Select lentils that are dry, firm, clean and not shriveled. The color of lentils you choose will depend on your usage, but in general, the color should be fairly uniform. Canned lentils are also available, but it is just as easy to cook your own.

If your recipe calls for a lentil that will retain its shape when done, common brown lentils are the usual choice. Brown lentils still have their seed coat and have not been split. Most red, yellow and orange lentils tend to disintegrate with long cooking because the hulls have been removed. Slightly sweet in flavor, these are best reserved for pureed soups or stew thickeners. Other choices include French lentils which are olive-green and slate-colored. These will cook up the firmest. Persian green lentils will turn brown as they cook and become tender while still retaining their shape. Considered the most flavorful (and most expensive) are the French Puy lentils, which also retain their shape.

Lentil Flour, 20 oz

You may be able to find lentil flour in some specialty markets. It is used in India to make a fermented dough for bread.

Dried lentils have an indefinite shelf-life, yet another reason why our ancestors kept them as a staple food. With age, the color may fade a bit, but the flavor will not deteriorate. Store lentils in a sealed package or airtight container in a cool, dry place.

red-lentil-jar

Cooked lentils may be refrigerated up to one week in a sealed container. Cooked lentils may also be frozen up to six months. However, they may fall apart when reheated, if not handled gently.

These measures will help you determine how many lentils you need for your recipe.

• 1 cup dry lentils = 2-1/2 cups cooked
• 1 pound dried lentils = 2-1/4 cups dry
• 1 pound dried lentils = 4 servings
• 1 pound dried lentils = 5 cups cooked

Lentils are a natural in soups and stews and also make a great cold salad. The high protein content in lentils makes them an excellent meat substitute.
Lentils need no pre-soaking and cook much more quickly than other dried legumes. To cook lentils, simply pick over to remove debris or shriveled lentils, rinse and drain. Cover with water or broth and boil for 2 to 3 minutes. Reduce heat and simmer until tender. Depending on the variety and age, cooking time may take anywhere from 10 minutes to 1 hour. Add salt once the lentils are completely cooked. Acidic ingredients such as wine or tomatoes can lengthen cooking time. You may wish to add these ingredients after the lentils have become tender. Older lentils will take longer to cook because they have lost more moisture. Do not mix newly purchased lentils with old ones. They will cook unevenly.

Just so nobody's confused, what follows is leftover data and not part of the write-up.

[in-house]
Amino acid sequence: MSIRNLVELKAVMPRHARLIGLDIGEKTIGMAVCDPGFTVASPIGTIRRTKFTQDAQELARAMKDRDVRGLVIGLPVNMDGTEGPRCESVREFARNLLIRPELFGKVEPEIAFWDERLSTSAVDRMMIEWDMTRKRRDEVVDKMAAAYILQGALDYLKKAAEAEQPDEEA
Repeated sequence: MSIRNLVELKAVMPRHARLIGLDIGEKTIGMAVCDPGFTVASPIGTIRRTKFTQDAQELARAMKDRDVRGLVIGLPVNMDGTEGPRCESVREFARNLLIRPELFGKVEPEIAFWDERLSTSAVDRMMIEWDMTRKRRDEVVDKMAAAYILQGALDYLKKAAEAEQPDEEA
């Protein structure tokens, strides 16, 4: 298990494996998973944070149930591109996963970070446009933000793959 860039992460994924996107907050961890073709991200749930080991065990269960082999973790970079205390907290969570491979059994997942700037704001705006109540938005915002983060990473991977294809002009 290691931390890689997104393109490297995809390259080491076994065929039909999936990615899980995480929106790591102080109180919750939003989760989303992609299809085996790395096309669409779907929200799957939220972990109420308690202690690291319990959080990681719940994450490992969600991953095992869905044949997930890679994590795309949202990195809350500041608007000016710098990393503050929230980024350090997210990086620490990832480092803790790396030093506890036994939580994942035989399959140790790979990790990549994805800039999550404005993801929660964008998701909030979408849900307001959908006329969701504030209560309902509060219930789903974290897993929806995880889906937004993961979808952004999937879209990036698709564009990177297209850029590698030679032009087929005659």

lentil-salad-ck-1142011-x

Lentil and Herb Salad

Lentils are popular across Italy, where they are grown in Umbria in the north and Puglia and Sicily in the south. Technically not a “bean,” lentils are legumes. Unlike beans, lentils require no soaking, so this salad is quick and easy to prepare. Serve as a side salad or add a cup of diced mozzarella and it makes a light main dish.

6 servings

Ingredients

  • 1 cup dried lentils
  • 1/2 cup finely chopped red onion
  • 2 tablespoons finely chopped fresh flat-leaf parsley
  • 1 tablespoon finely chopped fresh basil
  • 1 tablespoon thyme leaves
  • 1/2 teaspoon salt
  • 1/4 teaspoon freshly ground black pepper
  • 3 tablespoons red wine vinegar
  • 2 tablespoons olive oil

Directions

Place lentils in a large saucepan. Cover with water to 2 inches above lentils; bring to a boil. Reduce heat and simmer 30 minutes or until tender. Drain well.

Place lentils in a large bowl. Stir in onion and next 4 ingredients (through pepper). Add vinegar and oil; toss well. Serve at room temperature.

zuppa-lenticchie-e-spinaci

Italian Lentil Soup with Rice and Spinach

Serves 4

Ingredients

  • 1 cup (200 g) short-grained rice
  • 1 cup (200 g) lentils
  • 1 bunch spinach, washed and cut into strips
  • 2 cloves garlic
  • One whole onion